The leaf and stem mines of British flies and other insects

(Coleoptera, Diptera, Hymenoptera and Lepidoptera)

by Brian Pitkin, Willem Ellis, Colin Plant and Rob Edmunds

Join us on Facebook

Phytomyza rydeni Hering, 1934
[Diptera: Agromyzidae]

Phytomyza rydeni Hering, 1934a. Z. PflKrankh. 44: 68
Phytomyza (Napomyza) bohemanni Rydén, 1951b. Ent. Tijdschr. 72(1-2): 174, as a var. of aconitophila.Phytomyza rydeni Hering, 1934a; Spencer, 1972b. Handbk ident. Br. Ins. 10(5g): 95, 96 (fig. 324), 119
Phytomyza rydeni Hering, 1934a; Spencer, 1976. Fauna ent. Scand. 5(1): 490-2, fig. 861-2
Phytomyza rydeni Hering, 1934a; Spencer, 1990. Host specialization in the World Agromyzidae (Diptera) : 22, 43, 45 (fig. 168).

Leaf-mine: Larva forms a primary blotch at the tip of a leaf segment (Spencer, 1976: 491).

A brown primary blotch that may occupy an entire leaf segment. Frass dispersed. Primary and secondary feeding lines well visible. Pupation within the mine (Bladmineerders van Europa).

Mine of Phytomyza rydeni on Ranunculus acris. Image: Willem Ellis (Source: Bladmineerders van Europa)
Mine of Phytomyza rydeni on Ranunculus acris
Image: © Willem Ellis (Bladmineerders van Europa)

Larva: The larvae of flies are leg-less maggots without a head capsule (see examples). They never have thoracic or abdominal legs. They do not have chewing mouthparts, although they do have a characteristic cephalo-pharyngeal skeleton (see examples), usually visible internally through the body wall.

The larva is described by de Meijere (1937) and illustrated in (Bladmineerders van Europa).

Puparium: The puparia of flies are formed within the hardened last larval skin or puparium and as a result sheaths enclosing head appendages, wings and legs are not visible externally (see examples).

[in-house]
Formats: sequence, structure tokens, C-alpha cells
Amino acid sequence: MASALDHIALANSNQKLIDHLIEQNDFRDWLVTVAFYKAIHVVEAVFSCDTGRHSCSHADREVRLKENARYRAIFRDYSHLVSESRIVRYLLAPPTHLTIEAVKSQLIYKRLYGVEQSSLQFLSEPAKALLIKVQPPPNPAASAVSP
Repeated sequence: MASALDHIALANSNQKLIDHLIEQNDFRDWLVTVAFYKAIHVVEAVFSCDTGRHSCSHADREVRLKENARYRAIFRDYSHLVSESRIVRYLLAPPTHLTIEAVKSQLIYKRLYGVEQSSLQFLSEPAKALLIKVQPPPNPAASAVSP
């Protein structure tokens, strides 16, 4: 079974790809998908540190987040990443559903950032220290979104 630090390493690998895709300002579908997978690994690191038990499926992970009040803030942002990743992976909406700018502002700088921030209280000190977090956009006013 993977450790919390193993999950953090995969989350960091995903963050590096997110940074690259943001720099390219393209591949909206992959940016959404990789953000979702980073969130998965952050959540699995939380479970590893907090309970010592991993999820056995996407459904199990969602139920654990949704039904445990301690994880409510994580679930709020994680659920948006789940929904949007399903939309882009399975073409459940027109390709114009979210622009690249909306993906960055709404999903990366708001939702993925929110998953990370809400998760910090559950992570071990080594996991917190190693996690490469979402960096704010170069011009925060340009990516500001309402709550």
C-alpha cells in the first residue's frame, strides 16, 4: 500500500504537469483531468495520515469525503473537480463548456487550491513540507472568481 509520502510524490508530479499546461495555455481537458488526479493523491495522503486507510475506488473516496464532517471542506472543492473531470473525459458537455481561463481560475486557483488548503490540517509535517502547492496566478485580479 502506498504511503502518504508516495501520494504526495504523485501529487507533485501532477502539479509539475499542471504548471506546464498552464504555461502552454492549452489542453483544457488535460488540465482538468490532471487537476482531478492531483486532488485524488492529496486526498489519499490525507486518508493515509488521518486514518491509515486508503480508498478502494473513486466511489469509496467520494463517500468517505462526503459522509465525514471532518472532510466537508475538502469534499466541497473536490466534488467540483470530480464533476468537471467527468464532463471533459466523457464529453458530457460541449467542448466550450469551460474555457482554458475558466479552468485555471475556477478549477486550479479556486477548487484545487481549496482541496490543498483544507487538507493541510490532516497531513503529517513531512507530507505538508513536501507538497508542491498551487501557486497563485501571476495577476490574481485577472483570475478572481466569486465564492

Hosts in Great Britain & Ireland:

Ranunculus acris Meadow Buttercup British Wild Flowers by John Somerville et al. Spencer, 1972b: 119

Hosts elsewhere:

Ranunculus       Spencer, 1990: 21
Ranunculus acris Meadow Buttercup British Wild Flowers by John Somerville et al. Spencer, 1976: 491
Ranunculus acris Meadow Buttercup British Wild Flowers by John Somerville et al. Bladmineerders van Europa

Time of year - mines: Larvae in July-August (Hering, 1957); mid October (Bladmineerders van Europa).

Time of year - adults: Currently unknown.

Distribution in Great Britain & Ireland: Banff (Glen of Drumloch) and Inverness (Nethy Bridge) (Spencer, 1972b: 95).

Distribution elsewhere: Widespread in continental Europe including Denmark, Sweden (Spencer, 1976: 491), The Netherlands (Bladmineerders van Europa), Estonia, Germany, Lithuania and Poland (Martinez in Fauna Europaea).

NBN Atlas links to known host species:

Ranunculus acris

British and Irish Parasitoids in Britain and elsewhere:

Chrysocharis entedonoides (Walker, 1872) Eulophidae: Entedoninae
Chorebus fallaciosae Griffiths, 1967 Braconidae: Alysiinae
Dacnusa aquilegiae Marshall, 1896 Braconidae: Alysiinae

External links: Search the internet:
Biodiversity Heritage Library
Bladmineerders van Europa
British leafminers
Encyclopedia of Life
Fauna Europaea
NBN Atlas
NHM UK Checklist
Find using Google
Find using Google Scholar
Find images using Google

XHTML Validator
Last updated 15-Nov-2017 Brian Pitkin Top of page